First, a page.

Fairfield Road, Stop 26 (a).

Private 52200 Walter George Poole, 26th Battalion London Regiment, (formerly 32149 in a Territorial Regiment) 1889 – 7 June 1917

 Walter George the youngest of three sons of William Alfred Poole, a grocer and Eliza nee Button, enlisted in 26th the Battalion of the London Regiment.  The narrative of Walter links Saxmundham to Great Yarmouth and London.   Prior to enlistment Walter worked as barber in the Market Place.  He perished in 1917 and is buried in the Dickebush New Cemetery Extension, West Vlaanderen, Belgium.

  Whilst Walter formerly served in a Territorial Regiment, it does not appear, as with several other Saxmundham men, that he was transferred from the Suffolk Regiment.  In 1911, prior to enlistment, Walter worked as a barber’s assistant and in 1912 Kelly’s Directory he is recorded as a barber in the Market Place.  His mother had died some four years earlier and his elder brother, William Henry had passed away in 1899 aged just fourteen years old.  The family lived in Fairfield Road from at least 1881 when Walter’s parents, William and Eliza married.

The narrative of Walter George connects Saxmundham to Great Yarmouth and London.  His parents married in 1880 by licence in Islington at Saint Mary Church.  Eliza Button, from South Town, Great Yarmouth was likely in service whilst William Alfred Poole worked as a grocer’s assistant in Saxmundham. William succeeded in his trade and by 1911 aged fifty-six William is recorded as a grocer’s manager.  Ten years later in 1921, his only surviving son Frederick Charles, Walter’s brother, worked for his father, W. A. Poole, Grocer, at Suffolk House in the High Street.  

Pooles grocery shop, High Street, courtesy of Saxmundham Museum

 Walter George’s brother Frederick Charles boarded in South Town, Great Yarmouth and is recorded as a grocer’s assistant.   It is likely that the family retained links with their late mother’s relatives resulting in Frederick working and living in Great Yarmouth.   However Frederick did not stay there.

 By 1916, Frederick Charles lived in Plumstead, London and was employed as a munitions worker.  Likely he either enlisted to fight and was injured or was medically unfit for military service.  Repeating his father’s actions, Frederick also married a woman from South Town, Great Yarmouth in London.  On 26 February 1916 Frederick married Maud Daisy Mayes and the couple lived in the Stoke Newington/Woolwich area until the end of hostilities.  Thereafter they returned to Saxmundham.  By this time Walter George had died during fighting and is buried in the Dickebush New Cemetery Extension in West Vlaanderen Belgium.  He is commemorated on Saxmundham Chapel, Church and Fromus Square memorials.  Additionally, Walter is remembered on his father’s headstone in St John the Baptist graveyard.  

William Alfred died in 1926 and Frederick and Maud ran the grocery business at Suffolk House until their deaths respectively in 1931 and 1933.  

Fairfield Road, photo courtesy of Saxmundham Museum 

Fairfield Road, stop 26, (b).

Private 12500 Reginald Robert Tillett, 7th Battalion, Suffolk Regiment, 1892 – 3 July 1916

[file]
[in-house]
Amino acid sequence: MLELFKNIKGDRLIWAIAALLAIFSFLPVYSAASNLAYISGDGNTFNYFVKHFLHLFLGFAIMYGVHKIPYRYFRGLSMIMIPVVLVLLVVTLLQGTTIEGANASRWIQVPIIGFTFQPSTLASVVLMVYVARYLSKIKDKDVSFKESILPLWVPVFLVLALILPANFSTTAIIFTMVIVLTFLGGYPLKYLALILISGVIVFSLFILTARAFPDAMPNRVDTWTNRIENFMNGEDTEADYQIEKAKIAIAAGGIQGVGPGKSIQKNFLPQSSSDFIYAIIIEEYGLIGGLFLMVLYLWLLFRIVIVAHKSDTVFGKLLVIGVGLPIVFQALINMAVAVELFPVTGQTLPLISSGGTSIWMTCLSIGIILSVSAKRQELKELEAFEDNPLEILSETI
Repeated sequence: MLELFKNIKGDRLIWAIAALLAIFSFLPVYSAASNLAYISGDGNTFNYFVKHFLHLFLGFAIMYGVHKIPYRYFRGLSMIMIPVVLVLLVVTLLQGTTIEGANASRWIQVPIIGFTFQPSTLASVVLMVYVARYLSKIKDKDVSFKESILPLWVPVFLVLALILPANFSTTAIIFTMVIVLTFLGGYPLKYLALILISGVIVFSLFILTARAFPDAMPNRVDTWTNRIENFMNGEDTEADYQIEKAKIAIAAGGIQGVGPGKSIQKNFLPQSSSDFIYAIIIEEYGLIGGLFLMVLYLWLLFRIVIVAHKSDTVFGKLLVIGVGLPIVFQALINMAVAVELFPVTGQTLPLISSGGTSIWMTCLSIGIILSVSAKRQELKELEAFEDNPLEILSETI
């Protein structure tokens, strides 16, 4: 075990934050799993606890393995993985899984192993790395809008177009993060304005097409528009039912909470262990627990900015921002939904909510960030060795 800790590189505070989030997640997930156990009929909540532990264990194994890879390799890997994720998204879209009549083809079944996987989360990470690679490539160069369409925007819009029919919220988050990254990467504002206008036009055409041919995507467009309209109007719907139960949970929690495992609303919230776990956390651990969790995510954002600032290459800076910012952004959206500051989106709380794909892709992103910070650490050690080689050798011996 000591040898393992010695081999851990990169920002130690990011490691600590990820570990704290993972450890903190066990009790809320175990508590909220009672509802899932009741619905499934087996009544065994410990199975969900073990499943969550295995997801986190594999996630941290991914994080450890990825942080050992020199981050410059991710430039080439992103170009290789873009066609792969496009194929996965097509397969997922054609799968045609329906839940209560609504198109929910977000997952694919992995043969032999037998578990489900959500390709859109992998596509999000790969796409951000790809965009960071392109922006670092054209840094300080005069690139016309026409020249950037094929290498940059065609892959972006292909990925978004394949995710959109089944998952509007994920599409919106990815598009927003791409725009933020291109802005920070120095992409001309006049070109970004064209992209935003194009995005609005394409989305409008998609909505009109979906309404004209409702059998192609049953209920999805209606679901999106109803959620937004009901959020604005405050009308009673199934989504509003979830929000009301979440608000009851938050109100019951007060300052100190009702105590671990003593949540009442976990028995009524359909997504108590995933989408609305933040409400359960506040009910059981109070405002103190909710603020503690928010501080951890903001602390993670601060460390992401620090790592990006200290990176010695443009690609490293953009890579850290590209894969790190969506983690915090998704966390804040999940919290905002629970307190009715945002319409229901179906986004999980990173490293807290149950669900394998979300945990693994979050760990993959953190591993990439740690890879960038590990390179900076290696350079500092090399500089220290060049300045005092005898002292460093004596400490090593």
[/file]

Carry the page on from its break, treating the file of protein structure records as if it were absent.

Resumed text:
Reginald lost his life in the attack on Ovillers but thankfully his brothers Charles and Harrison survived hostilities.  This narrative links both the First and Second World War through Reginald Robert Tillett and his brother Harrison Augustus. 


Reginald Robert Tillett and his five siblings lost their father, Robert Augustus Tillet in January 1901 and their mother, Harriett (nee Bayles) supported her children, by working at home in Fairfield Road as a seamstress.  By 1911, Reginald’s brother Harrison and sister Florence had left home leaving Charles Edgar a grocer’s assistant and Reginald a gardener to help with household finances whilst their sister, Grace attended school

With the outbreak of the First World War the two remaining brothers left home.  Reginald enlisted in the 7th Battalion, Suffolk Regiment and first served overseas on 30 May 1915.  He survived just over one year and died in action on 3 July 1916.  Likely he was killed in the attack on Ovillers in which the battalion’s casualties totalled 470.  Reginald has no known grave and is commemorated on the Thiepval Memorial.  He is also remembered on Saxmundham’s Chapel, Church, Fromus Square and the Oddfellows memorials.    Reginald’s other brothers also enlisted but thankfully survived.

Charles Edgar Tillett enlisted in the Royal Army Medical Corps, survived overseas service and was discharged a few months before the end of the war in August 1918 due to sickness.  Harrison Augustus Tillett, the eldest brother, rose to Acting Sergeant and served overseas until demobilisation after the end of the war.

In 1911 Harrison, born in May 1889, lived in Marylebone Street, London and worked as a tailor after originally joining the navy for a short period from July 1906 – Oct 1907.   He married Emily Lydia in March 1914 and the couple were blessed with two daughters before, aged thirty-five he was posted overseas to the Western Front in November 1916 with the 2nd Battalion, London Rifle Brigade.  Before the end of the war, on 19 June 1918, Harrison and Emily had another child, a brother for their daughters.  The child was named in remembrance of Harrison’s deceased brother; Robert Reginald Tillett.  Sadly, he too would die in war.

Lance Sergeant 6458792, Robert Reginald Tillett, 9th Battalion, The Royal Fusiliers, (City of London Regiment), awarded the Military Medal, died aged twenty-six in Italy during fighting in Cassino.